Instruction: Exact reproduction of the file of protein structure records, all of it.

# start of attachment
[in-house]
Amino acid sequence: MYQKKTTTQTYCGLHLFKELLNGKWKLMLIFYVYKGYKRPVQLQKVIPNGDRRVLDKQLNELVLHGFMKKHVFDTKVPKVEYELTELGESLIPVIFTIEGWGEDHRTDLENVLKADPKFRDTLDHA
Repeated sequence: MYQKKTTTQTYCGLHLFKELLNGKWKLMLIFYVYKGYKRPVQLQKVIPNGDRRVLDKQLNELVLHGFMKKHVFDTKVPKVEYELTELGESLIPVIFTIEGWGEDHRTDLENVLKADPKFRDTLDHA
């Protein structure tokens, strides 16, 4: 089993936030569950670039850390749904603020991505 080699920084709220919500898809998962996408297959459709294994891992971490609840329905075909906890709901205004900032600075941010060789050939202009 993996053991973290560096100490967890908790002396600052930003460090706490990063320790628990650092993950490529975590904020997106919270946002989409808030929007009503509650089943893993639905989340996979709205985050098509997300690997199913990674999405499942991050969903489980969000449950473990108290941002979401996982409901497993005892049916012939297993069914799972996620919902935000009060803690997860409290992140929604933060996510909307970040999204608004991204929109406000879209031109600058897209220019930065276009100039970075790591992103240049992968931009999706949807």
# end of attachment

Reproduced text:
[in-house]
Amino acid sequence: MYQKKTTTQTYCGLHLFKELLNGKWKLMLIFYVYKGYKRPVQLQKVIPNGDRRVLDKQLNELVLHGFMKKHVFDTKVPKVEYELTELGESLIPVIFTIEGWGEDHRTDLENVLKADPKFRDTLDHA
Repeated sequence: MYQKKTTTQTYCGLHLFKELLNGKWKLMLIFYVYKGYKRPVQLQKVIPNGDRRVLDKQLNELVLHGFMKKHVFDTKVPKVEYELTELGESLIPVIFTIEGWGEDHRTDLENVLKADPKFRDTLDHA
């Protein structure tokens, strides 16, 4: 089993936030569950670039850390749904603020991505 080699920084709220919500898809998962996408297959459709294994891992971490609840329905075909906890709901205004900032600075941010060789050939202009 993996053991973290560096100490967890908790002396600052930003460090706490990063320790628990650092993950490529975590904020997106919270946002989409808030929007009503509650089943893993639905989340996979709205985050098509997300690997199913990674999405499942991050969903489980969000449950473990108290941002979401996982409901497993005892049916012939297993069914799972996620919902935000009060803690997860409290992140929604933060996510909307970040999204608004991204929109406000879209031109600058897209220019930065276009100039970075790591992103240049992968931009999706949807």